Second of two parts
CAMP BONDSTEEL, Kosovo | The U.S. military, which has been part of a NATO peacekeeping force in Kosovo for nine years, views its mission as a model for its presence in Iraq and Afghanistan.
The more than 16,000-strong force, known as KFOR, includes more than 1,000 Americans. It has managed to keep Kosovo largely peaceful, because “problems get worked out before they become an issue that results in violence,” said Brig. Gen. John E. Davoren, the U.S. commander here.
“I’d like to think we are the template for what we’d like Iraq and Afghanistan to be,” he said in an interview. “The average soldier out there is working very hard to ensure that people in the U.S. really don´t read about us, because peace could seem to be boring business when it comes to [news] articles.”
Kosovo’s post-independence constitution takes effect Sunday, and KFOR is the only international component here with a certain future.
The constitution does not envision a role for the U.N. mission (UNMIK) that has run Kosovo since 1999. It invites the European Union to take over some responsibilities, but its justice and law-enforcement mission is not yet ready to fully deploy, and it is viewed as illegitimate by Moscow and Belgrade, which still consider Kosovo part of Serbia.
Russia maintained pressure to force the U.N. mission out of Kosovo by calling yesterday for the top U.N. official, Joachim Rucker, to be fired, the Associated Press reported from Moscow.
KFOR answers to the North Atlantic Council, NATO’s policy-making arm in Brussels, and it has said the force will remain in Kosovo as long as it is needed. U.S. military officials said they “identified” upcoming rotations through 2010.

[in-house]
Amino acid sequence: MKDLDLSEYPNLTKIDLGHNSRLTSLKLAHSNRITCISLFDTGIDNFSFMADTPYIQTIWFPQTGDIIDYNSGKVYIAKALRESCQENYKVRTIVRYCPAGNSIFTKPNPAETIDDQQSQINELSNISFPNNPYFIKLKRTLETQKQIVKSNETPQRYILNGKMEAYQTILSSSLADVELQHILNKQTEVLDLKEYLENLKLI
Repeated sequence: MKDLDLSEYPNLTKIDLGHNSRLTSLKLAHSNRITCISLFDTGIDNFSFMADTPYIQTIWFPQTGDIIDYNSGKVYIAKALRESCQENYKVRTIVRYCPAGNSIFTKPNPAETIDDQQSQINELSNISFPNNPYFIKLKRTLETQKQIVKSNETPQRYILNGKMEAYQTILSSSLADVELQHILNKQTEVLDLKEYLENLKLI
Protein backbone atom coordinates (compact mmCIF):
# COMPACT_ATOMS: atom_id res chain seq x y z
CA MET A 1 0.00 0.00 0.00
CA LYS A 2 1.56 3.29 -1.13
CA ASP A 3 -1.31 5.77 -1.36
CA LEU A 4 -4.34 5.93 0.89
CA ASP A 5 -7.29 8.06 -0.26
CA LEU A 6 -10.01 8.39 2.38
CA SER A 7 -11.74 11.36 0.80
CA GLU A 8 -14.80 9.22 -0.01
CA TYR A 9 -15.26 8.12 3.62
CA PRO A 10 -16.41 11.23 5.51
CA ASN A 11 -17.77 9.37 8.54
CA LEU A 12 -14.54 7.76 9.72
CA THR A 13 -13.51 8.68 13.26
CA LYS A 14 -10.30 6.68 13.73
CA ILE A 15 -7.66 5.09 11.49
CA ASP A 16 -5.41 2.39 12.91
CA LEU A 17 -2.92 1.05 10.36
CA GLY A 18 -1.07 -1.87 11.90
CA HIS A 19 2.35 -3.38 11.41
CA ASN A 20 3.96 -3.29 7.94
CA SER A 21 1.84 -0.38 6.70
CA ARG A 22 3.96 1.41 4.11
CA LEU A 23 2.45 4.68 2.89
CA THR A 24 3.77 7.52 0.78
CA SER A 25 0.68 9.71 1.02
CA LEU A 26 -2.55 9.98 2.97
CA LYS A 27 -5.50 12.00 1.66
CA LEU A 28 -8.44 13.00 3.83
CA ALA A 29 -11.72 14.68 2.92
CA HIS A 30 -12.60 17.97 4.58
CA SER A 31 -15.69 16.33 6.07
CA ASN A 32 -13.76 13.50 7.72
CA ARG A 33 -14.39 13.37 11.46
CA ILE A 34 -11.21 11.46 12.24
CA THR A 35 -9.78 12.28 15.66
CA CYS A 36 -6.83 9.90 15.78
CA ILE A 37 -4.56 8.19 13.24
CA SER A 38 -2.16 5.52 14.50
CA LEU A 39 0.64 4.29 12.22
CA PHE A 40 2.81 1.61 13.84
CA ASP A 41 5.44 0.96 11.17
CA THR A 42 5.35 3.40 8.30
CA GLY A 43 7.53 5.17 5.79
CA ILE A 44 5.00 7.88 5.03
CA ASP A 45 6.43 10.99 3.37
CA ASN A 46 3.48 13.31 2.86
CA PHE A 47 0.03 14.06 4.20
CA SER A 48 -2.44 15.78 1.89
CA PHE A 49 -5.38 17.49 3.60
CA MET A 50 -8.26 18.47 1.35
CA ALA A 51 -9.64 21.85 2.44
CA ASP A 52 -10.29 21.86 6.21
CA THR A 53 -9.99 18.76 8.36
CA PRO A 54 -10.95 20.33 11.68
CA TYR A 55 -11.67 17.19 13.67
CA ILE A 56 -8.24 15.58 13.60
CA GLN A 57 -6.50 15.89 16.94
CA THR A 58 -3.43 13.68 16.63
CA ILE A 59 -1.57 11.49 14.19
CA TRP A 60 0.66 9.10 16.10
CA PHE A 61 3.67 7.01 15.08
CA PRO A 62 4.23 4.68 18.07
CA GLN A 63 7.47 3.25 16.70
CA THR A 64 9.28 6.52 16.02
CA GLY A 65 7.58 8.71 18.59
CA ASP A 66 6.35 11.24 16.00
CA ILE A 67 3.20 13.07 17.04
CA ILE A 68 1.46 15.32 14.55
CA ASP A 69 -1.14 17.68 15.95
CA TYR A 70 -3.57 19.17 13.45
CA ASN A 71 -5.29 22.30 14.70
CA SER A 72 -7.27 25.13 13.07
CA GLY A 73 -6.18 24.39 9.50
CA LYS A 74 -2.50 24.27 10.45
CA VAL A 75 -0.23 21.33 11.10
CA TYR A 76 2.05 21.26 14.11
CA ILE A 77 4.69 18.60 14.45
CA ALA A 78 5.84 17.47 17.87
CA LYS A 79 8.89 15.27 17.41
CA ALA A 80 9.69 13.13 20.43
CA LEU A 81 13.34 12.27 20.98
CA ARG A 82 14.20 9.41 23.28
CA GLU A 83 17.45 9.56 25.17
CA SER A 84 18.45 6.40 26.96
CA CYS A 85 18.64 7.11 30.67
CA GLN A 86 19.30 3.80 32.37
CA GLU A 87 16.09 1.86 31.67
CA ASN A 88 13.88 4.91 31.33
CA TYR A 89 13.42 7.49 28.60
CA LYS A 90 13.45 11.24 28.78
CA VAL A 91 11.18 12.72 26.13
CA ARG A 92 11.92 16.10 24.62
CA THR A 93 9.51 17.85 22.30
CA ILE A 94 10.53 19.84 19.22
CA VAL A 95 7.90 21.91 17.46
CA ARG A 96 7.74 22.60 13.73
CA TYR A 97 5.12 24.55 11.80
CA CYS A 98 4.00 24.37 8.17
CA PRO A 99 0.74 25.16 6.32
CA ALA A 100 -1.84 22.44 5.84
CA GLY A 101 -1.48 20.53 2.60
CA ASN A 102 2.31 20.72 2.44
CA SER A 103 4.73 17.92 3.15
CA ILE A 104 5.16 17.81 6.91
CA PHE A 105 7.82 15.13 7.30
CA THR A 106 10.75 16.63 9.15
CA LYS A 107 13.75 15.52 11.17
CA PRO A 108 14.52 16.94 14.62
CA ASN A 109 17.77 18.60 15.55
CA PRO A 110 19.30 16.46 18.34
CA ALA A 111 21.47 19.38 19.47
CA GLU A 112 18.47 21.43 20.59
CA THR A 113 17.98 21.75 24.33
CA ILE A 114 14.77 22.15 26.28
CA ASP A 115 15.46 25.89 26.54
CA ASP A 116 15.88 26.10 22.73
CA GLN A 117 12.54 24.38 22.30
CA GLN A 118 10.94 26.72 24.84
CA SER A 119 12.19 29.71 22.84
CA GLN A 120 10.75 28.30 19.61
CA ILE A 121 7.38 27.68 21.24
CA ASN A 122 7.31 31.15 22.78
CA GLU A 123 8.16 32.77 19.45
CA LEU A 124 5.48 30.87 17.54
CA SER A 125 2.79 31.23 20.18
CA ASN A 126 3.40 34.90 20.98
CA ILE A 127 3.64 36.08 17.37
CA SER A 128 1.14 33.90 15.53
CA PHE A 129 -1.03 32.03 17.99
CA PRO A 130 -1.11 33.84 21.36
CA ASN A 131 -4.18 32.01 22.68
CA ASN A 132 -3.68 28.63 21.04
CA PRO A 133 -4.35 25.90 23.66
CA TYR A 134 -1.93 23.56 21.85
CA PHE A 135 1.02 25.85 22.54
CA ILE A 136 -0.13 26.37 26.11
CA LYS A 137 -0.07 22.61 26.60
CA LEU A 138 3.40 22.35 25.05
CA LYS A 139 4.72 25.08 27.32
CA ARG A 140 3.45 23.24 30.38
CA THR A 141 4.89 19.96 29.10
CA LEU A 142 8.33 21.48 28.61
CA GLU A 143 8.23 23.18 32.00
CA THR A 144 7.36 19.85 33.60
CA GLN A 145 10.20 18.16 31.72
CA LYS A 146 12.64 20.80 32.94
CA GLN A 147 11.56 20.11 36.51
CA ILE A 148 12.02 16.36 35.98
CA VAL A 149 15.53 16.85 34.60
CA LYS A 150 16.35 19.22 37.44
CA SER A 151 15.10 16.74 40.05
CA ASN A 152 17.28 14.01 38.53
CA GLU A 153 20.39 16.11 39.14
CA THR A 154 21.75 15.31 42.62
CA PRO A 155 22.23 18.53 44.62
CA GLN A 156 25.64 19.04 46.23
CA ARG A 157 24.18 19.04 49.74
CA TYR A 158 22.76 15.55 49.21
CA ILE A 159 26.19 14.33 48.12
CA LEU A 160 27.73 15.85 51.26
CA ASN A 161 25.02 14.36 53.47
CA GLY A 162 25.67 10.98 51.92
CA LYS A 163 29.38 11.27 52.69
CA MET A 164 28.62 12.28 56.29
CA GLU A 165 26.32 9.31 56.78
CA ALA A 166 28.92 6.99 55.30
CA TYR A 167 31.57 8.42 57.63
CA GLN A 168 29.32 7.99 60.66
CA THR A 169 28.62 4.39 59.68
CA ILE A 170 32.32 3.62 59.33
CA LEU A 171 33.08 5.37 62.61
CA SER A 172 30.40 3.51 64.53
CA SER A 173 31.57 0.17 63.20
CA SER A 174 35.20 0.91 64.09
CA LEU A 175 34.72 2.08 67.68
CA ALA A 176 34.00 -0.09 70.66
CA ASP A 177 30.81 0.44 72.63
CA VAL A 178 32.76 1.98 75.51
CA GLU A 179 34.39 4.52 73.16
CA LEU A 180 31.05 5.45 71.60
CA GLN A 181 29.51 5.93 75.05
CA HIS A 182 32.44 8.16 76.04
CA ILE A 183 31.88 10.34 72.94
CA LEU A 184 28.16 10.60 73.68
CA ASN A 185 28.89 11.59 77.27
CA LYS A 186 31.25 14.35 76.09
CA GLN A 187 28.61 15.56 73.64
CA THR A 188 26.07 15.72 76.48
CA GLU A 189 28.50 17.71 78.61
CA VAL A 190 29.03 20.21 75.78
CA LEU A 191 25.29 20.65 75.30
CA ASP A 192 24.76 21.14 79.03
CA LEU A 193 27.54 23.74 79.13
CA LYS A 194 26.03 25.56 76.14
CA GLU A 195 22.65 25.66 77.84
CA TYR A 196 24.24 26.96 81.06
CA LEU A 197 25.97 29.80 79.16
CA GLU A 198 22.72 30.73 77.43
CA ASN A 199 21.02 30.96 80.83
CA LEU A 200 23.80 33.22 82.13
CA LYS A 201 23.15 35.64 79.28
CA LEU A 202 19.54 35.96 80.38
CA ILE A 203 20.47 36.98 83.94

There are still deep divisions here between the ethnic Albanian majority, which is about 90 percent of the population, and the Serbian minority. But except for a few violent incidents, the latest in March following the Feb. 17 declaration of independence, the past nine years have been peaceful.
NATO’s 1999 military campaign against Serbia was provoked by the treatment of Kosovo’s Albanians, which the United States called a continuation of the ethnic cleansing practiced by then-Yugoslav President Slobodan Milosevic in other parts of former Yugoslavia.
“Our work with the people in the communities out there have allowed us to have a very calm situation. There have been times where people have not been very polite with each other, but they have been peaceful in their dealings with each other,” Gen. Davoren said.
He said the United States is one of seven countries with troops at Camp Bondsteel, in southeast Kosovo - some of which are not even NATO members, such as Armenia and Ukraine. A total of 35 countries participate in KFOR peacekeeping throughout Kosovo.
Most Americans here are National Guard troops, and they currently serve for nine months.
“Their basic mission is to ensure that we have a safe and secure environment whether we are engaging in anti-smuggling operations, weapons search and seizure or identification of where we may have problems,” Gen. Davoren said.
NATO agreed at a meeting in Brussels yesterday to train a 2,500-strong, lightly armed Kosovo Security Force, which is set to replace the existing civil emergency force, the Kosovo Protection Corps.
“NATO will … supervise and support the stand-up and training of a civilian-controlled Kosovo Security Force,” an alliance spokesman told Reuters news agency after the meeting.
Late last month, NATO spokesman James Appathurai said KFOR had no intention of policing the former Serbian province if the EU mission is delayed, because it has not been trained or assigned to carry out such duties.
“We can and do ask other international organizations to play that role,” he said.
Western diplomats in Pristina, Kosovo’s capital, said the local government will most likely invite UNMIK to continue with policing responsibilities until the EU mission is fully deployed.